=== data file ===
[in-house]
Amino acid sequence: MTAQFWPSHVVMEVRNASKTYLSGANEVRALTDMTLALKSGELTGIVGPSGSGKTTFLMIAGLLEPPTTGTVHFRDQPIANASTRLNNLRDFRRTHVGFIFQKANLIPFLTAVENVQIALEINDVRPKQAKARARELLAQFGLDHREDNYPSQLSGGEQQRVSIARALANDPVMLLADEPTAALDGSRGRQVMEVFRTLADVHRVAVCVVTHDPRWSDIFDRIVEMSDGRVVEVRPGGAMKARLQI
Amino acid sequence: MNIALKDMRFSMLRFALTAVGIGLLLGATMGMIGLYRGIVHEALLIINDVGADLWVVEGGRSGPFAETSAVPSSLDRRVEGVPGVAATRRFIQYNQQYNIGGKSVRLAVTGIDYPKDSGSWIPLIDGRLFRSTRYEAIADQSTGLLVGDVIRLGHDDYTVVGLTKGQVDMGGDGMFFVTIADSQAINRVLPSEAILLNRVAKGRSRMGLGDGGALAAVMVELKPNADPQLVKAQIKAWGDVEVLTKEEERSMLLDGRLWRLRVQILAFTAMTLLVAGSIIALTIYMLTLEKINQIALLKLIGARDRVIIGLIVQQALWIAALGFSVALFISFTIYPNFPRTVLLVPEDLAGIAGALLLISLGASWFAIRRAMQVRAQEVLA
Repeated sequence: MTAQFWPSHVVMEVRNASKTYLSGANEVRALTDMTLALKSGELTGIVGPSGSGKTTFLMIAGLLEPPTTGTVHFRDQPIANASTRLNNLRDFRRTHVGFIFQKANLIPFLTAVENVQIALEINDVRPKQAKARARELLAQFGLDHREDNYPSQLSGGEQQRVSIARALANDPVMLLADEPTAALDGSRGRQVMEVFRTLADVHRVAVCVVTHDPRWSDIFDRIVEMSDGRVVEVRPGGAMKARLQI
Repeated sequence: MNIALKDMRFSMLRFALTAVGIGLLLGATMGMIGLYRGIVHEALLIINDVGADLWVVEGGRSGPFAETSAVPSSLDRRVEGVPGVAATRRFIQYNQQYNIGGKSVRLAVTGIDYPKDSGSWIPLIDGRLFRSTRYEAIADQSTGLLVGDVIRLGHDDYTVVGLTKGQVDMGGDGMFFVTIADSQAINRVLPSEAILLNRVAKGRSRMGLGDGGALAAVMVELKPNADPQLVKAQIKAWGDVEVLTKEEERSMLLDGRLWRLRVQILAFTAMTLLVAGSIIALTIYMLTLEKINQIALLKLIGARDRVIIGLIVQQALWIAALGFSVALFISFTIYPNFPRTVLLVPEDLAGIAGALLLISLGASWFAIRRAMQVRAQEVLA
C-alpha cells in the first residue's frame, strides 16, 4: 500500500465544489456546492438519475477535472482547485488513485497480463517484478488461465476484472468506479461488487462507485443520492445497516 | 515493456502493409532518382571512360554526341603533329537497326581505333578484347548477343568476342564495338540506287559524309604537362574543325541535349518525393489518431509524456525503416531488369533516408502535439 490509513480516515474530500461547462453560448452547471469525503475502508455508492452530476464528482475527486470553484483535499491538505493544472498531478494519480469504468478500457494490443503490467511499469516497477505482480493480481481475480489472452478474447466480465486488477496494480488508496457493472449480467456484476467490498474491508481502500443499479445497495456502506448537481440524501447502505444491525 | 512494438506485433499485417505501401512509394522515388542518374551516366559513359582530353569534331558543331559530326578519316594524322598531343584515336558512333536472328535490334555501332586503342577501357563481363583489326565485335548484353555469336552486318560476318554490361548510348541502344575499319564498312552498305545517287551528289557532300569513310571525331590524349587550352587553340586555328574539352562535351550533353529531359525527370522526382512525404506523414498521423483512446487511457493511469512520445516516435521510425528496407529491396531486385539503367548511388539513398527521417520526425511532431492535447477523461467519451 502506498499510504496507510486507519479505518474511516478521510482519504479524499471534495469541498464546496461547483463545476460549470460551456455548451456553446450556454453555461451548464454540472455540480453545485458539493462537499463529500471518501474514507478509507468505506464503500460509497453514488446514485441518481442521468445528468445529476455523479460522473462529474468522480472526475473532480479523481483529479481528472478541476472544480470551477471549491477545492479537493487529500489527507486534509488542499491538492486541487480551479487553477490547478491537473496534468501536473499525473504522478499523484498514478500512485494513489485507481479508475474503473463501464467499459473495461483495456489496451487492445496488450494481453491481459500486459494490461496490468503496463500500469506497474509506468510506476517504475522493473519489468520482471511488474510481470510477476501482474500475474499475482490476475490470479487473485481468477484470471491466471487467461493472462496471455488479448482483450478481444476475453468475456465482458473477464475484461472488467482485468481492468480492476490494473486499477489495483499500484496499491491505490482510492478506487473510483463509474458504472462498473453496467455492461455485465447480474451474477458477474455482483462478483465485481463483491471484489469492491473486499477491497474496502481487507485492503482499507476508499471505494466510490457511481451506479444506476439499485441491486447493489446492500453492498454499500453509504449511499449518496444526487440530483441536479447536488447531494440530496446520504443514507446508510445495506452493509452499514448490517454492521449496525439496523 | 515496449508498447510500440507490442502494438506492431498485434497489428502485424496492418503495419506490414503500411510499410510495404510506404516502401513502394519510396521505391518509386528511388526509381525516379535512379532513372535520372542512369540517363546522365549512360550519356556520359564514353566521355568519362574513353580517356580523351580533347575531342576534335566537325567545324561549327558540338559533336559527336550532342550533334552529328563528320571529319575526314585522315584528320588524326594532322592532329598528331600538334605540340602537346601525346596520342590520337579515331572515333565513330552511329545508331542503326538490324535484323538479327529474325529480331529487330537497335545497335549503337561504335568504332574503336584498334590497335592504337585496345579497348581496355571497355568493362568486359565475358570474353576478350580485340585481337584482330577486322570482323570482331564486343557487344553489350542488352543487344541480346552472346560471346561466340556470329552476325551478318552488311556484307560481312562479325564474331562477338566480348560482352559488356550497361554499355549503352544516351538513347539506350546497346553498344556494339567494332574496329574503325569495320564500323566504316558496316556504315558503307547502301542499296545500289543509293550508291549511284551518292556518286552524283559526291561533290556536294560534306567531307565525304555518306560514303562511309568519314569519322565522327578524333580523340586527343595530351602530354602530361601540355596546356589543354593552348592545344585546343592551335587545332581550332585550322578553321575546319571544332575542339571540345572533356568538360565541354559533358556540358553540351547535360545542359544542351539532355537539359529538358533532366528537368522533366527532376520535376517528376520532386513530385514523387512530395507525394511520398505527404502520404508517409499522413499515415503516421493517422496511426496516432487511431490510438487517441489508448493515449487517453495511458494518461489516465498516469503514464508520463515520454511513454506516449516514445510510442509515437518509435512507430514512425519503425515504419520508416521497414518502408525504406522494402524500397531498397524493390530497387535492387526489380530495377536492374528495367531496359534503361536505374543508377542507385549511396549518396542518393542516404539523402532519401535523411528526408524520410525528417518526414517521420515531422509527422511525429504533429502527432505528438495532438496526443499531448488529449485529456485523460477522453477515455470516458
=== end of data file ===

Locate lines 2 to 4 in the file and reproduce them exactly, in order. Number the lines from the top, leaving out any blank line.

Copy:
Amino acid sequence: MTAQFWPSHVVMEVRNASKTYLSGANEVRALTDMTLALKSGELTGIVGPSGSGKTTFLMIAGLLEPPTTGTVHFRDQPIANASTRLNNLRDFRRTHVGFIFQKANLIPFLTAVENVQIALEINDVRPKQAKARARELLAQFGLDHREDNYPSQLSGGEQQRVSIARALANDPVMLLADEPTAALDGSRGRQVMEVFRTLADVHRVAVCVVTHDPRWSDIFDRIVEMSDGRVVEVRPGGAMKARLQI
Amino acid sequence: MNIALKDMRFSMLRFALTAVGIGLLLGATMGMIGLYRGIVHEALLIINDVGADLWVVEGGRSGPFAETSAVPSSLDRRVEGVPGVAATRRFIQYNQQYNIGGKSVRLAVTGIDYPKDSGSWIPLIDGRLFRSTRYEAIADQSTGLLVGDVIRLGHDDYTVVGLTKGQVDMGGDGMFFVTIADSQAINRVLPSEAILLNRVAKGRSRMGLGDGGALAAVMVELKPNADPQLVKAQIKAWGDVEVLTKEEERSMLLDGRLWRLRVQILAFTAMTLLVAGSIIALTIYMLTLEKINQIALLKLIGARDRVIIGLIVQQALWIAALGFSVALFISFTIYPNFPRTVLLVPEDLAGIAGALLLISLGASWFAIRRAMQVRAQEVLA
Repeated sequence: MTAQFWPSHVVMEVRNASKTYLSGANEVRALTDMTLALKSGELTGIVGPSGSGKTTFLMIAGLLEPPTTGTVHFRDQPIANASTRLNNLRDFRRTHVGFIFQKANLIPFLTAVENVQIALEINDVRPKQAKARARELLAQFGLDHREDNYPSQLSGGEQQRVSIARALANDPVMLLADEPTAALDGSRGRQVMEVFRTLADVHRVAVCVVTHDPRWSDIFDRIVEMSDGRVVEVRPGGAMKARLQI